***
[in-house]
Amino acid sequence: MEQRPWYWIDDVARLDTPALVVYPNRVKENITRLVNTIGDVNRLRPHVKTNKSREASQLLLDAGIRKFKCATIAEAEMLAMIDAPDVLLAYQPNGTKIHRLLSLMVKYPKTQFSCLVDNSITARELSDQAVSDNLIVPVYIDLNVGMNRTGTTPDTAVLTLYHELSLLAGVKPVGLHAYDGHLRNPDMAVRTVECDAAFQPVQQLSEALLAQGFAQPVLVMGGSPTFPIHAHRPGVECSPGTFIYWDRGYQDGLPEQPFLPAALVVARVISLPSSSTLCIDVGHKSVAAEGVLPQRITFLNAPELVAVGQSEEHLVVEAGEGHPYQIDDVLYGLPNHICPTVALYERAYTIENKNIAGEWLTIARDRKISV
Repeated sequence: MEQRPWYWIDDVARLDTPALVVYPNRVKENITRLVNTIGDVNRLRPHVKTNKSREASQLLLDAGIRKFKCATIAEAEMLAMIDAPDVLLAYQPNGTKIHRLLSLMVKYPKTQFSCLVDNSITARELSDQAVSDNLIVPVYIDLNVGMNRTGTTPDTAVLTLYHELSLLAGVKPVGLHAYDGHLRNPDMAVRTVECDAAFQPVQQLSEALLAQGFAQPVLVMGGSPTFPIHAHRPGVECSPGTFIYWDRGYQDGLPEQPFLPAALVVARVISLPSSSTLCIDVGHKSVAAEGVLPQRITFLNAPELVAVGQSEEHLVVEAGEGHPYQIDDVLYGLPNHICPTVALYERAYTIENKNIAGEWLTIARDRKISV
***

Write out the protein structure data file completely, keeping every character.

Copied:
[in-house]
Amino acid sequence: MEQRPWYWIDDVARLDTPALVVYPNRVKENITRLVNTIGDVNRLRPHVKTNKSREASQLLLDAGIRKFKCATIAEAEMLAMIDAPDVLLAYQPNGTKIHRLLSLMVKYPKTQFSCLVDNSITARELSDQAVSDNLIVPVYIDLNVGMNRTGTTPDTAVLTLYHELSLLAGVKPVGLHAYDGHLRNPDMAVRTVECDAAFQPVQQLSEALLAQGFAQPVLVMGGSPTFPIHAHRPGVECSPGTFIYWDRGYQDGLPEQPFLPAALVVARVISLPSSSTLCIDVGHKSVAAEGVLPQRITFLNAPELVAVGQSEEHLVVEAGEGHPYQIDDVLYGLPNHICPTVALYERAYTIENKNIAGEWLTIARDRKISV
Repeated sequence: MEQRPWYWIDDVARLDTPALVVYPNRVKENITRLVNTIGDVNRLRPHVKTNKSREASQLLLDAGIRKFKCATIAEAEMLAMIDAPDVLLAYQPNGTKIHRLLSLMVKYPKTQFSCLVDNSITARELSDQAVSDNLIVPVYIDLNVGMNRTGTTPDTAVLTLYHELSLLAGVKPVGLHAYDGHLRNPDMAVRTVECDAAFQPVQQLSEALLAQGFAQPVLVMGGSPTFPIHAHRPGVECSPGTFIYWDRGYQDGLPEQPFLPAALVVARVISLPSSSTLCIDVGHKSVAAEGVLPQRITFLNAPELVAVGQSEEHLVVEAGEGHPYQIDDVLYGLPNHICPTVALYERAYTIENKNIAGEWLTIARDRKISV